Close Your Church for Good, Chap. 3, Part 4. Having introduced the definition of the church, I now attempt to clairfy some misconceptions of the church. I begin with the Greek word ekklēsia.
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First, it is true, as mentioned above, that the Greek word used for “church” is ekklēsia, which means “gathering” or “assembly.” The term could be used of any type of gathering, whether social, political, or religious, and even of groups of people that never actually “gather.”
It is important to note that “church” is not exactly a translation of the Greek ekklēsia. The term “church” actually is derived from the German Kirche, which in turn comes from the Greek adjective kuriakos, “belonging to the Lord” (cf. 1 Cor 11:20) or possibly the Latin circus. In the early history of the church, when the New Testament was getting translated from Greek into Latin, there was no clear equivalent in Latin for ekklēsia, and so various terms were proposed. Tertullian used curia (“court”) while Augustine famously wrote of the Civitas Dei (“City of God”). One surprisingly common term used by various Greek writers was thiasos (“party”), which generally referred to a troop of revelers marching through the city streets with dance and song, often in honor of Bacchus, the god of drunkenness. The point is that many early writers did not know how to translate or describe the term ekklēsia, but the terms they proposed offer tantalizing clues as to how the church functioned and was viewed during its early years.
Some help on translating ekklēsia may come from recognizing that it is derived from the word kaleō, “to call.” Some who have understood this refer to the church as “the called out ones.” But it must be pointed out that the emphasis in such a usage is not on the people who gather, or where they gather, but rather, who or what does the gathering. To put it another way, the most important factor in an ekklēsia is who causes and calls the assembly. When compared with the Scriptural usage of the term, it quickly becomes obvious that it is God who calls the assembly, and forms the gathering. Therefore, whenever the term “church” is used, it is either stated or implied that it is a gathering of (or by) God.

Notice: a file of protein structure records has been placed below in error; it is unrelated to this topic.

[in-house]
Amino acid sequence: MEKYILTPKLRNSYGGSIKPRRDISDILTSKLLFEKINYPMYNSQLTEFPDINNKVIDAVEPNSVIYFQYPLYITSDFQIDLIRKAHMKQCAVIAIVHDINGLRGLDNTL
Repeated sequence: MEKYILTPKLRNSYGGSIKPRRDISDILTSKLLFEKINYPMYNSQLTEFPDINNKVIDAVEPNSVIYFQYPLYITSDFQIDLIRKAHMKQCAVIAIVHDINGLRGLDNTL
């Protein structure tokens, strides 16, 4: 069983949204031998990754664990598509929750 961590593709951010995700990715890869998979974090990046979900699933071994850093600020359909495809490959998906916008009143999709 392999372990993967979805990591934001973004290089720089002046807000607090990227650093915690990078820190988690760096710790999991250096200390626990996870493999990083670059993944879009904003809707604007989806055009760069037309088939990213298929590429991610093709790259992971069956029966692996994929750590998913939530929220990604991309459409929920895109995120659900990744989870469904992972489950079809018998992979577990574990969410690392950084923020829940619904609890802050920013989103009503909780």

It is likely that the New Testament writers borrowed the term from the Septuagint (the Greek translation of the Old Testament) where the people of Israel are often referred to as the ekklēsia of God. They were called and gathered by God from the world to accomplish a specific purpose and task. In the New Testament, the emphasis is that when God gathers, He does so not by gathering people together as a nation, but by gathering people together into a person, namely, Jesus Christ.
This is the first misconception about the church that must be unraveled. It is not a place or a building (more on this in chapter 8). Church is not something you go to. Nor is it an event. It is not something you can do. It cannot be scheduled. Instead, the church is people whom God has gathered into Jesus Christ.